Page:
More Columbus Cops To Get Crisis Intervention Training
Columbus officials, including the Mayor, Police Chief and Safety Director, have been holding neighborhood roundtables over the last month to develop ways to improve police-community relations and reduce crime.
Mayor Andy Ginther says it involves the implementation of new policies and expanding current programs, such as this summer's Safe Streets pilot program in Linden.
Ginther says of the 111 homicides in Columbus this year, more than 70 percent of the victims were African-American males between the ages of 18 and 40. Eighty percent were victims of gun violence. Half remain unsolved. Ginther admits part of the solution involves renewing and enhancing the community's faith in police, which has been shaken by a series of violent incidents involving officers and civil rights complaints against them. Police Chief Kim Jacobs says the division will increase the number of officers getting crisis intervention training.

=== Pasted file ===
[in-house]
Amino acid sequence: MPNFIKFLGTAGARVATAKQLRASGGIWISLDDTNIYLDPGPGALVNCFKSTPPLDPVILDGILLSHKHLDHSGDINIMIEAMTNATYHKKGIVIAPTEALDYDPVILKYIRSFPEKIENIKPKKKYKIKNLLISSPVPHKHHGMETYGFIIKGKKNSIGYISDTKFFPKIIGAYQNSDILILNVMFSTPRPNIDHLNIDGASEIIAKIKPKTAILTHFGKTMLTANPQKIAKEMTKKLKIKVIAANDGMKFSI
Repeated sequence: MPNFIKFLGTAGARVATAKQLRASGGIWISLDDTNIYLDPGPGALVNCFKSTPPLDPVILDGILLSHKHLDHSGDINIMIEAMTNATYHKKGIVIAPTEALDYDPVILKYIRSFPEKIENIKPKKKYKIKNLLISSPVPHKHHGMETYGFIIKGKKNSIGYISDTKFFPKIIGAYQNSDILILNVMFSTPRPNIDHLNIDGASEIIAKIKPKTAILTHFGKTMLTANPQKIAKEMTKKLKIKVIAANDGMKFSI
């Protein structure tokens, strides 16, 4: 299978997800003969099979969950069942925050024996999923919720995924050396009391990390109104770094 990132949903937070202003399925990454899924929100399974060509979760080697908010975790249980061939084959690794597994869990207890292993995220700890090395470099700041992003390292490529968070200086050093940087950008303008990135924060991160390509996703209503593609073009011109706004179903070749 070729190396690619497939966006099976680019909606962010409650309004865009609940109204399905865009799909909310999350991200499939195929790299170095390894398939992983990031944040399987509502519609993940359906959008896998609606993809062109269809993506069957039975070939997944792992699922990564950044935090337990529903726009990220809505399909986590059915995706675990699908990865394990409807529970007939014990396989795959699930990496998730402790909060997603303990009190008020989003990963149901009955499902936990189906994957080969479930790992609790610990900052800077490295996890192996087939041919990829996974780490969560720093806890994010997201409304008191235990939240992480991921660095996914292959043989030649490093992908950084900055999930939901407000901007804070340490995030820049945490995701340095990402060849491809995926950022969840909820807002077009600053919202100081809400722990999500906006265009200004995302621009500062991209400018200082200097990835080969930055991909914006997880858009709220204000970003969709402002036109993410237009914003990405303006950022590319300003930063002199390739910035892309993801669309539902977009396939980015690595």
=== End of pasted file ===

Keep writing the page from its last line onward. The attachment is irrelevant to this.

Columbus Public Health's CARE coalition will hold several community wellness clinics in the Hilltop and Linden areas and offer trauma intervention services. While there were no details of any new strategies, Ginther says new safety policies and plans will be rolled out soon. Some are expected in his municipal budget proposal, which he will send to city council later this month.